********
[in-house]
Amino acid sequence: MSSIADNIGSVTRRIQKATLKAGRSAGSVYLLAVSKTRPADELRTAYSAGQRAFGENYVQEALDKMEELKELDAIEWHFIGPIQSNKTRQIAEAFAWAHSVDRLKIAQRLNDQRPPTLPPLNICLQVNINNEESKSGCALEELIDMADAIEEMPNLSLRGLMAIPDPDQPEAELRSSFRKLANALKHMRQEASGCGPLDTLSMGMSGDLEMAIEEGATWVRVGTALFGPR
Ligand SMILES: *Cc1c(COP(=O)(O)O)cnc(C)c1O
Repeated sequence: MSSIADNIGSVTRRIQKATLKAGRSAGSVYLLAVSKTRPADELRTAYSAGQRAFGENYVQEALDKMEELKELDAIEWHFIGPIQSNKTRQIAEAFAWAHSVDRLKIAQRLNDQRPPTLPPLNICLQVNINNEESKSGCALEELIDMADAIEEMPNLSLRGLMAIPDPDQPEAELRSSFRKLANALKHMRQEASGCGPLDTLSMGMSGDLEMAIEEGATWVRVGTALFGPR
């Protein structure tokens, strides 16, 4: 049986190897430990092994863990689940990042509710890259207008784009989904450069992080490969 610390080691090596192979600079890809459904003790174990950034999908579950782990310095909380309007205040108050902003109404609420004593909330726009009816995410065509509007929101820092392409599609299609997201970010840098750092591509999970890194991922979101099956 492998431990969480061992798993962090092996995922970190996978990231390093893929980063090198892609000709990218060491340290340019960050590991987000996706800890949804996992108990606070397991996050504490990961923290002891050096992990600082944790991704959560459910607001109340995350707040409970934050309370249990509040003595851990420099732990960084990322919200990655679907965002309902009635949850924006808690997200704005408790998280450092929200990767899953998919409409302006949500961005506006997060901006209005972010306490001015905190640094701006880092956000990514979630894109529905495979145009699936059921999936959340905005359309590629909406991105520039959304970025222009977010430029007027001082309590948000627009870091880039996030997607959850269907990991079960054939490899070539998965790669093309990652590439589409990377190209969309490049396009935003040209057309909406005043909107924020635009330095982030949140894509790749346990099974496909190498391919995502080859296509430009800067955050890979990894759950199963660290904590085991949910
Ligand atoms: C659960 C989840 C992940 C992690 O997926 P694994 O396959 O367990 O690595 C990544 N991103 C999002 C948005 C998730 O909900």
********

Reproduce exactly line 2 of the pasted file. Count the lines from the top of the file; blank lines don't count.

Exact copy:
Amino acid sequence: MSSIADNIGSVTRRIQKATLKAGRSAGSVYLLAVSKTRPADELRTAYSAGQRAFGENYVQEALDKMEELKELDAIEWHFIGPIQSNKTRQIAEAFAWAHSVDRLKIAQRLNDQRPPTLPPLNICLQVNINNEESKSGCALEELIDMADAIEEMPNLSLRGLMAIPDPDQPEAELRSSFRKLANALKHMRQEASGCGPLDTLSMGMSGDLEMAIEEGATWVRVGTALFGPR